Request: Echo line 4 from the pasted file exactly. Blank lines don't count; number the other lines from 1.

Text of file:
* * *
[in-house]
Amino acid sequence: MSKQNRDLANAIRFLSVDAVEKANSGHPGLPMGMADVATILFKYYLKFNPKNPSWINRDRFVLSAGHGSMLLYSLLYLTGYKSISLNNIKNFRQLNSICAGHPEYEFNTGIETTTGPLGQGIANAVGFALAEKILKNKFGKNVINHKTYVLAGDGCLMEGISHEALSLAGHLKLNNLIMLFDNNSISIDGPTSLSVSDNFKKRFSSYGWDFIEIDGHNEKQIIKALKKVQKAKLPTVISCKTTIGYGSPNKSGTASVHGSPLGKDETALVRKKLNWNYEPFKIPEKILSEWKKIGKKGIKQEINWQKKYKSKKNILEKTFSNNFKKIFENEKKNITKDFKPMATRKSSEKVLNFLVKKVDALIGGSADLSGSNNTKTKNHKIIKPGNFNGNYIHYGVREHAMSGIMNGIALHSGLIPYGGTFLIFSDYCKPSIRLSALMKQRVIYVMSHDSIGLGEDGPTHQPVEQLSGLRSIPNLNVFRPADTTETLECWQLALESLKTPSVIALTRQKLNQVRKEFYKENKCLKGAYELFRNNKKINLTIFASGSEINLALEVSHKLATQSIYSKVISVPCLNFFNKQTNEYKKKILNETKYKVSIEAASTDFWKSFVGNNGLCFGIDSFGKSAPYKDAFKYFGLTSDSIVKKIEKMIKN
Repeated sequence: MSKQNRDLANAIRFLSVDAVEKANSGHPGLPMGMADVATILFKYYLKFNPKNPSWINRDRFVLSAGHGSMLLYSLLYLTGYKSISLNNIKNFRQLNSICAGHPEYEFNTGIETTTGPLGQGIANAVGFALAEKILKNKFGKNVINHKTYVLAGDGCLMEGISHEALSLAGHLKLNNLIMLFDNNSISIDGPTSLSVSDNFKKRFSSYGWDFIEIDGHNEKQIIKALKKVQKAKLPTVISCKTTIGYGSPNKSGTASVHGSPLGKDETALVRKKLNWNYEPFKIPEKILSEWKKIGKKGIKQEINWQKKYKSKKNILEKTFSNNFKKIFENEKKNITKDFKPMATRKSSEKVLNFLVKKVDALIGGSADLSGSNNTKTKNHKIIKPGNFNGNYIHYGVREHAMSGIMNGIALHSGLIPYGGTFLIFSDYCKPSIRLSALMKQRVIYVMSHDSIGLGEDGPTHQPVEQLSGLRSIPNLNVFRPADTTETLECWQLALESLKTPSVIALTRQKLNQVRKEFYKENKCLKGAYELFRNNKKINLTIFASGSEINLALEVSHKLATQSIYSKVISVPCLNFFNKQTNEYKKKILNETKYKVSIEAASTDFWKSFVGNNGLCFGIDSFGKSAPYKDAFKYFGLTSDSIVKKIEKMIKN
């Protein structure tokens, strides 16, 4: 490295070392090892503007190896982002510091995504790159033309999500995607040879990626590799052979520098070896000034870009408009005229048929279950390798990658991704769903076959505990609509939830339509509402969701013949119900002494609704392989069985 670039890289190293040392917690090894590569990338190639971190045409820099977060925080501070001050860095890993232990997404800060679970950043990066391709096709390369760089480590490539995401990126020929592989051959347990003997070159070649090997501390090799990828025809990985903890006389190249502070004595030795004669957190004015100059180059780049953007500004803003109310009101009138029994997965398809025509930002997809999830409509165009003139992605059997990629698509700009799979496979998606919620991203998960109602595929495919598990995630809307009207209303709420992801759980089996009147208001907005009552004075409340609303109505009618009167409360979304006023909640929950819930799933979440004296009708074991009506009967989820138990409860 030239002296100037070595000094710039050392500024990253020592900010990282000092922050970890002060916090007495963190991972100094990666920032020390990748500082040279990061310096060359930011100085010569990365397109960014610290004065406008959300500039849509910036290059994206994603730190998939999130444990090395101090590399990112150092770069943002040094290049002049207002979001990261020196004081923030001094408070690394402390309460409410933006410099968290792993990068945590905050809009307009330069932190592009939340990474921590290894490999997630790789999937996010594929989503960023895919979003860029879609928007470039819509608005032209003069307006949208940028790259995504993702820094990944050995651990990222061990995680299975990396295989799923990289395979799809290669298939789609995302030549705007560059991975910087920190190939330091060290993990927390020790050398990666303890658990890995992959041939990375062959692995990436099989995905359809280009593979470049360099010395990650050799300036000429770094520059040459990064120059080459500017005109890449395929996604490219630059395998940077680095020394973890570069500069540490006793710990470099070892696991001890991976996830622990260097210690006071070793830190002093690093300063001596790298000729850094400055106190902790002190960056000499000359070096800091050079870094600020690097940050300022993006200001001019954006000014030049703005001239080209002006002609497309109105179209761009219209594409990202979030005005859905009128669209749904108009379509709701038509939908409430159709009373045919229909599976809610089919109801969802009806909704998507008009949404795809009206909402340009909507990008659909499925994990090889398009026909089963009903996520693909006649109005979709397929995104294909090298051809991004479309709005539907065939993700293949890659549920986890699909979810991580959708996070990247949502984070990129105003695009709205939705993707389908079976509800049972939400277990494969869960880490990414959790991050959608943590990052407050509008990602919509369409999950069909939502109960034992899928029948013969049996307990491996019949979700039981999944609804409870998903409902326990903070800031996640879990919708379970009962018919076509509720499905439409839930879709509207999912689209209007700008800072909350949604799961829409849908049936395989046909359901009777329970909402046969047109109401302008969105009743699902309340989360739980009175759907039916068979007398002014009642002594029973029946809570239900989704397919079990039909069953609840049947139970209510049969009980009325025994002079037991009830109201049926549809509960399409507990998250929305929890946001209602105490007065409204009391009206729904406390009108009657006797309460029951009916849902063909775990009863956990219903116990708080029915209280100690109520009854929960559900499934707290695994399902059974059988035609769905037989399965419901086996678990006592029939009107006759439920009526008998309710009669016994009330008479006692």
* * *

């Protein structure tokens, strides 16, 4: 490295070392090892503007190896982002510091995504790159033309999500995607040879990626590799052979520098070896000034870009408009005229048929279950390798990658991704769903076959505990609509939830339509509402969701013949119900002494609704392989069985 670039890289190293040392917690090894590569990338190639971190045409820099977060925080501070001050860095890993232990997404800060679970950043990066391709096709390369760089480590490539995401990126020929592989051959347990003997070159070649090997501390090799990828025809990985903890006389190249502070004595030795004669957190004015100059180059780049953007500004803003109310009101009138029994997965398809025509930002997809999830409509165009003139992605059997990629698509700009799979496979998606919620991203998960109602595929495919598990995630809307009207209303709420992801759980089996009147208001907005009552004075409340609303109505009618009167409360979304006023909640929950819930799933979440004296009708074991009506009967989820138990409860 030239002296100037070595000094710039050392500024990253020592900010990282000092922050970890002060916090007495963190991972100094990666920032020390990748500082040279990061310096060359930011100085010569990365397109960014610290004065406008959300500039849509910036290059994206994603730190998939999130444990090395101090590399990112150092770069943002040094290049002049207002979001990261020196004081923030001094408070690394402390309460409410933006410099968290792993990068945590905050809009307009330069932190592009939340990474921590290894490999997630790789999937996010594929989503960023895919979003860029879609928007470039819509608005032209003069307006949208940028790259995504993702820094990944050995651990990222061990995680299975990396295989799923990289395979799809290669298939789609995302030549705007560059991975910087920190190939330091060290993990927390020790050398990666303890658990890995992959041939990375062959692995990436099989995905359809280009593979470049360099010395990650050799300036000429770094520059040459990064120059080459500017005109890449395929996604490219630059395998940077680095020394973890570069500069540490006793710990470099070892696991001890991976996830622990260097210690006071070793830190002093690093300063001596790298000729850094400055106190902790002190960056000499000359070096800091050079870094600020690097940050300022993006200001001019954006000014030049703005001239080209002006002609497309109105179209761009219209594409990202979030005005859905009128669209749904108009379509709701038509939908409430159709009373045919229909599976809610089919109801969802009806909704998507008009949404795809009206909402340009909507990008659909499925994990090889398009026909089963009903996520693909006649109005979709397929995104294909090298051809991004479309709005539907065939993700293949890659549920986890699909979810991580959708996070990247949502984070990129105003695009709205939705993707389908079976509800049972939400277990494969869960880490990414959790991050959608943590990052407050509008990602919509369409999950069909939502109960034992899928029948013969049996307990491996019949979700039981999944609804409870998903409902326990903070800031996640879990919708379970009962018919076509509720499905439409839930879709509207999912689209209007700008800072909350949604799961829409849908049936395989046909359901009777329970909402046969047109109401302008969105009743699902309340989360739980009175759907039916068979007398002014009642002594029973029946809570239900989704397919079990039909069953609840049947139970209510049969009980009325025994002079037991009830109201049926549809509960399409507990998250929305929890946001209602105490007065409204009391009206729904406390009108009657006797309460029951009916849902063909775990009863956990219903116990708080029915209280100690109520009854929960559900499934707290695994399902059974059988035609769905037989399965419901086996678990006592029939009107006759439920009526008998309710009669016994009330008479006692």